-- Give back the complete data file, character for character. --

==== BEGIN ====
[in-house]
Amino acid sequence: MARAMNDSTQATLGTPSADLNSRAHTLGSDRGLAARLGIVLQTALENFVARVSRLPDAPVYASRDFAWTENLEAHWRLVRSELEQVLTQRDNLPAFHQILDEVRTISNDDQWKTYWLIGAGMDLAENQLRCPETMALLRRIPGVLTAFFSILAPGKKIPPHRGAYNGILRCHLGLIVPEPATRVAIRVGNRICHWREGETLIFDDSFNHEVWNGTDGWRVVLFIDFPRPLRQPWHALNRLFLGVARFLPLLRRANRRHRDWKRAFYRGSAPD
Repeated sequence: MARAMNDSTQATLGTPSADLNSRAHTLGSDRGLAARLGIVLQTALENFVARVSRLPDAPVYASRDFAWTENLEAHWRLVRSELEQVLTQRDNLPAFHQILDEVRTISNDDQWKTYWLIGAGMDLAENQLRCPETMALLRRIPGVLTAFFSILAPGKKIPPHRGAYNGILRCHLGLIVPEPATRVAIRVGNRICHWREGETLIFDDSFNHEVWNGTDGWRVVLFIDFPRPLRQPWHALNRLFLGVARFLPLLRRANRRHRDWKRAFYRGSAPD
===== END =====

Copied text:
[in-house]
Amino acid sequence: MARAMNDSTQATLGTPSADLNSRAHTLGSDRGLAARLGIVLQTALENFVARVSRLPDAPVYASRDFAWTENLEAHWRLVRSELEQVLTQRDNLPAFHQILDEVRTISNDDQWKTYWLIGAGMDLAENQLRCPETMALLRRIPGVLTAFFSILAPGKKIPPHRGAYNGILRCHLGLIVPEPATRVAIRVGNRICHWREGETLIFDDSFNHEVWNGTDGWRVVLFIDFPRPLRQPWHALNRLFLGVARFLPLLRRANRRHRDWKRAFYRGSAPD
Repeated sequence: MARAMNDSTQATLGTPSADLNSRAHTLGSDRGLAARLGIVLQTALENFVARVSRLPDAPVYASRDFAWTENLEAHWRLVRSELEQVLTQRDNLPAFHQILDEVRTISNDDQWKTYWLIGAGMDLAENQLRCPETMALLRRIPGVLTAFFSILAPGKKIPPHRGAYNGILRCHLGLIVPEPATRVAIRVGNRICHWREGETLIFDDSFNHEVWNGTDGWRVVLFIDFPRPLRQPWHALNRLFLGVARFLPLLRRANRRHRDWKRAFYRGSAPD